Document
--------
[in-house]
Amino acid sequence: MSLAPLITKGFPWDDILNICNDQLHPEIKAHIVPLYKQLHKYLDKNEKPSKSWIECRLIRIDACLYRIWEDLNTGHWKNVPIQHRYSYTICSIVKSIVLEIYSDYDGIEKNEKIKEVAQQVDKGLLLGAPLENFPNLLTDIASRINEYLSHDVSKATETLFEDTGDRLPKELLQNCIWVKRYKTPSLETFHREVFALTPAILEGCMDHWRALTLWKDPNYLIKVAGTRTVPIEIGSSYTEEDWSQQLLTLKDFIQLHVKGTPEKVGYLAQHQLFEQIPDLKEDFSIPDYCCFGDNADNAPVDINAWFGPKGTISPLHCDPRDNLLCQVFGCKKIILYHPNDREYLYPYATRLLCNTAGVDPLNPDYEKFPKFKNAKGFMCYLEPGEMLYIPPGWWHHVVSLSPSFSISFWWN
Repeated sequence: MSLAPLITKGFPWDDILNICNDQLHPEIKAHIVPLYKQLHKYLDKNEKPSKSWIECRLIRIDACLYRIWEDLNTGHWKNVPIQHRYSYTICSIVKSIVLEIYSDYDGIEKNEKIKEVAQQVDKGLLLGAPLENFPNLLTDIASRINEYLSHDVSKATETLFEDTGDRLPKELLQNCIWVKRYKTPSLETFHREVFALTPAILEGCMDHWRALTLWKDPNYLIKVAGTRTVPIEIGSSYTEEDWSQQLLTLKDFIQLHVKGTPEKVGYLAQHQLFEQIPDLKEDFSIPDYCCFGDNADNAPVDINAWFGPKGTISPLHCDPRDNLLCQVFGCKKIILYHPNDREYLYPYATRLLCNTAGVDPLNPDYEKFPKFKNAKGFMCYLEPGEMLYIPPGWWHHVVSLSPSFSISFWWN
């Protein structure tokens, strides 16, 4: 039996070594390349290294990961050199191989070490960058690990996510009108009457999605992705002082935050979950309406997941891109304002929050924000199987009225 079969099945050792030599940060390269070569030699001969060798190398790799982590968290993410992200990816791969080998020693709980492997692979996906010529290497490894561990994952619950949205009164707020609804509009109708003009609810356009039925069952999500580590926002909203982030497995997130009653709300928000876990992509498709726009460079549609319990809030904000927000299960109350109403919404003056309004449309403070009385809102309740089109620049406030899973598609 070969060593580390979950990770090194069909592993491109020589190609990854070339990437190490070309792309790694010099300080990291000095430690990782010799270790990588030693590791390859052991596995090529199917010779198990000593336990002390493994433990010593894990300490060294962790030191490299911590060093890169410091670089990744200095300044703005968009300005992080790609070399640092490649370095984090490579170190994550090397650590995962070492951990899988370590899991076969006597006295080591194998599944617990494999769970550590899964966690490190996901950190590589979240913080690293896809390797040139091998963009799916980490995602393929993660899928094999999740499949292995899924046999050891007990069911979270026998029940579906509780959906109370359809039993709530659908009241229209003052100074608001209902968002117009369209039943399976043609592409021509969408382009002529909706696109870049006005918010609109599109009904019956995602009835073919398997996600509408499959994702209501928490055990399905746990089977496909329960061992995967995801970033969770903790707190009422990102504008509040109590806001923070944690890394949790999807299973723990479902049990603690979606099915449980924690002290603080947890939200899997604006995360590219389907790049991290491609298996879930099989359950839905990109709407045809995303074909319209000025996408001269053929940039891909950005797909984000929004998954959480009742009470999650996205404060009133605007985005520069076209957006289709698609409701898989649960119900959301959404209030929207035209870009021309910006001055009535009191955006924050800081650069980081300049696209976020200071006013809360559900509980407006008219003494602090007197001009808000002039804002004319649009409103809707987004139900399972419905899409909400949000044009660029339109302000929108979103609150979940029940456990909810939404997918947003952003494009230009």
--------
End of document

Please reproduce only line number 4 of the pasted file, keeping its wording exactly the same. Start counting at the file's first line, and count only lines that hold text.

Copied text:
């Protein structure tokens, strides 16, 4: 039996070594390349290294990961050199191989070490960058690990996510009108009457999605992705002082935050979950309406997941891109304002929050924000199987009225 079969099945050792030599940060390269070569030699001969060798190398790799982590968290993410992200990816791969080998020693709980492997692979996906010529290497490894561990994952619950949205009164707020609804509009109708003009609810356009039925069952999500580590926002909203982030497995997130009653709300928000876990992509498709726009460079549609319990809030904000927000299960109350109403919404003056309004449309403070009385809102309740089109620049406030899973598609 070969060593580390979950990770090194069909592993491109020589190609990854070339990437190490070309792309790694010099300080990291000095430690990782010799270790990588030693590791390859052991596995090529199917010779198990000593336990002390493994433990010593894990300490060294962790030191490299911590060093890169410091670089990744200095300044703005968009300005992080790609070399640092490649370095984090490579170190994550090397650590995962070492951990899988370590899991076969006597006295080591194998599944617990494999769970550590899964966690490190996901950190590589979240913080690293896809390797040139091998963009799916980490995602393929993660899928094999999740499949292995899924046999050891007990069911979270026998029940579906509780959906109370359809039993709530659908009241229209003052100074608001209902968002117009369209039943399976043609592409021509969408382009002529909706696109870049006005918010609109599109009904019956995602009835073919398997996600509408499959994702209501928490055990399905746990089977496909329960061992995967995801970033969770903790707190009422990102504008509040109590806001923070944690890394949790999807299973723990479902049990603690979606099915449980924690002290603080947890939200899997604006995360590219389907790049991290491609298996879930099989359950839905990109709407045809995303074909319209000025996408001269053929940039891909950005797909984000929004998954959480009742009470999650996205404060009133605007985005520069076209957006289709698609409701898989649960119900959301959404209030929207035209870009021309910006001055009535009191955006924050800081650069980081300049696209976020200071006013809360559900509980407006008219003494602090007197001009808000002039804002004319649009409103809707987004139900399972419905899409909400949000044009660029339109302000929108979103609150979940029940456990909810939404997918947003952003494009230009």